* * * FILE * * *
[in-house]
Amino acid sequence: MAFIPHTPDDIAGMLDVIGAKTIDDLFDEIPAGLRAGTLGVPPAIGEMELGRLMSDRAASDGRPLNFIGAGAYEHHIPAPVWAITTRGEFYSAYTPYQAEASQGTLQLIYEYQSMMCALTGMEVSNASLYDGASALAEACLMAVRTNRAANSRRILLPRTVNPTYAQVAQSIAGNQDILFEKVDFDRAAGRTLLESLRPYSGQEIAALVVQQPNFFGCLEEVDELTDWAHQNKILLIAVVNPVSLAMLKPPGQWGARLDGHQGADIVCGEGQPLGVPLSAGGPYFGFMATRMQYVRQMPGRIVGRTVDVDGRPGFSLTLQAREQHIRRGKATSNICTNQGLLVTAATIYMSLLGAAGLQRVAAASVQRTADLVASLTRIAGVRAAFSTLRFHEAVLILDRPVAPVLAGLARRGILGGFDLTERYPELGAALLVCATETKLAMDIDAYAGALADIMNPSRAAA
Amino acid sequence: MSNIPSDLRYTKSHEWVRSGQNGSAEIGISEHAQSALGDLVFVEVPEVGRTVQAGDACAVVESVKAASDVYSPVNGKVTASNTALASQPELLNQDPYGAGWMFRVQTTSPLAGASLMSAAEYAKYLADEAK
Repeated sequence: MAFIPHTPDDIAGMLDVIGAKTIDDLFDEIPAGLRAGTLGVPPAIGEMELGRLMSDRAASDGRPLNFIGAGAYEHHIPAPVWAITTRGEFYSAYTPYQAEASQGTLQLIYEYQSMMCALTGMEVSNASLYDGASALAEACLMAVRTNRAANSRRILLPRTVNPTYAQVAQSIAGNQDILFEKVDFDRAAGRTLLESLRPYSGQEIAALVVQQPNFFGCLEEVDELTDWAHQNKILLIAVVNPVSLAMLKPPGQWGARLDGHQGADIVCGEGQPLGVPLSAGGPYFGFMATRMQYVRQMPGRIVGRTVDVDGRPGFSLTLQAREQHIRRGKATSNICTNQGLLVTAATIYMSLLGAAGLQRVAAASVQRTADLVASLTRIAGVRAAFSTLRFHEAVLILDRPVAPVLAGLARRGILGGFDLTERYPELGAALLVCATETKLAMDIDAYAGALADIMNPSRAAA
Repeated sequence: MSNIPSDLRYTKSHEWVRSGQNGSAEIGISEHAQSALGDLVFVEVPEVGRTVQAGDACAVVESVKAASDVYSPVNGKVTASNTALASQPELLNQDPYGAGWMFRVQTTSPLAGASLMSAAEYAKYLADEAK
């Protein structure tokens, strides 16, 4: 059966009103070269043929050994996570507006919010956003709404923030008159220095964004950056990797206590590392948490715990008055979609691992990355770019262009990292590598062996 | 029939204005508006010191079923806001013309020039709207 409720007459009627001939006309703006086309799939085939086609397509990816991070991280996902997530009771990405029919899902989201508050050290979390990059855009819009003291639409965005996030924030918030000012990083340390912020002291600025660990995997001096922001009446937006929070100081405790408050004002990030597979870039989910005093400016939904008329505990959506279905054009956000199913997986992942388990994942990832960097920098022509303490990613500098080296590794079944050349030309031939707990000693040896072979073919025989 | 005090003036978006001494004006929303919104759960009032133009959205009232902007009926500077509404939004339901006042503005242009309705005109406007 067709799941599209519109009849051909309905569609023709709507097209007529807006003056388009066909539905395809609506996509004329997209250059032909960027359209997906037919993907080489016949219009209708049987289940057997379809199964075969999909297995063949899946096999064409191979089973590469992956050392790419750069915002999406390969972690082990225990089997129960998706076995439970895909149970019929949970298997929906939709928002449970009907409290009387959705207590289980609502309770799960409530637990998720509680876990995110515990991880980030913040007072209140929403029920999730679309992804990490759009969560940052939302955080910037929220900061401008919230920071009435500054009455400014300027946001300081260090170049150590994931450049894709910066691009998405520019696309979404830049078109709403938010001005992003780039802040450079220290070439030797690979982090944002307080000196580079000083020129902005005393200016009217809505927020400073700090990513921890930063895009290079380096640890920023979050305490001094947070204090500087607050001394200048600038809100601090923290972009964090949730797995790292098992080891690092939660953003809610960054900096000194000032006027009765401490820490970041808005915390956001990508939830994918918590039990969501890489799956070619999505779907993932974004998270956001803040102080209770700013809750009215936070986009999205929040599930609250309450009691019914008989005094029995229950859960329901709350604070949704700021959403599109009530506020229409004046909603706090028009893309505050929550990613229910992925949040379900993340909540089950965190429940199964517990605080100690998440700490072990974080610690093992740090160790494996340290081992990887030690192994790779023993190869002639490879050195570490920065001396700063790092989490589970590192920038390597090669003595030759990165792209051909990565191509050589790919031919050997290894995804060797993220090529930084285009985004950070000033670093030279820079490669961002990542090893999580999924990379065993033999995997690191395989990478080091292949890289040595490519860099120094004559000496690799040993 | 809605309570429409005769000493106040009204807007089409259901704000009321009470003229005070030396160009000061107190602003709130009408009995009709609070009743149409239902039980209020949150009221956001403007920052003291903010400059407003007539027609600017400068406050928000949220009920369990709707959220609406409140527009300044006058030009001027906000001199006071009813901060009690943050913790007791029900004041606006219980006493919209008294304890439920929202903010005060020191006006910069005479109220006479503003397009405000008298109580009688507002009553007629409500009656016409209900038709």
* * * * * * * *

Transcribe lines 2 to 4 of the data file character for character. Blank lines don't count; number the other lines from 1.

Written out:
Amino acid sequence: MAFIPHTPDDIAGMLDVIGAKTIDDLFDEIPAGLRAGTLGVPPAIGEMELGRLMSDRAASDGRPLNFIGAGAYEHHIPAPVWAITTRGEFYSAYTPYQAEASQGTLQLIYEYQSMMCALTGMEVSNASLYDGASALAEACLMAVRTNRAANSRRILLPRTVNPTYAQVAQSIAGNQDILFEKVDFDRAAGRTLLESLRPYSGQEIAALVVQQPNFFGCLEEVDELTDWAHQNKILLIAVVNPVSLAMLKPPGQWGARLDGHQGADIVCGEGQPLGVPLSAGGPYFGFMATRMQYVRQMPGRIVGRTVDVDGRPGFSLTLQAREQHIRRGKATSNICTNQGLLVTAATIYMSLLGAAGLQRVAAASVQRTADLVASLTRIAGVRAAFSTLRFHEAVLILDRPVAPVLAGLARRGILGGFDLTERYPELGAALLVCATETKLAMDIDAYAGALADIMNPSRAAA
Amino acid sequence: MSNIPSDLRYTKSHEWVRSGQNGSAEIGISEHAQSALGDLVFVEVPEVGRTVQAGDACAVVESVKAASDVYSPVNGKVTASNTALASQPELLNQDPYGAGWMFRVQTTSPLAGASLMSAAEYAKYLADEAK
Repeated sequence: MAFIPHTPDDIAGMLDVIGAKTIDDLFDEIPAGLRAGTLGVPPAIGEMELGRLMSDRAASDGRPLNFIGAGAYEHHIPAPVWAITTRGEFYSAYTPYQAEASQGTLQLIYEYQSMMCALTGMEVSNASLYDGASALAEACLMAVRTNRAANSRRILLPRTVNPTYAQVAQSIAGNQDILFEKVDFDRAAGRTLLESLRPYSGQEIAALVVQQPNFFGCLEEVDELTDWAHQNKILLIAVVNPVSLAMLKPPGQWGARLDGHQGADIVCGEGQPLGVPLSAGGPYFGFMATRMQYVRQMPGRIVGRTVDVDGRPGFSLTLQAREQHIRRGKATSNICTNQGLLVTAATIYMSLLGAAGLQRVAAASVQRTADLVASLTRIAGVRAAFSTLRFHEAVLILDRPVAPVLAGLARRGILGGFDLTERYPELGAALLVCATETKLAMDIDAYAGALADIMNPSRAAA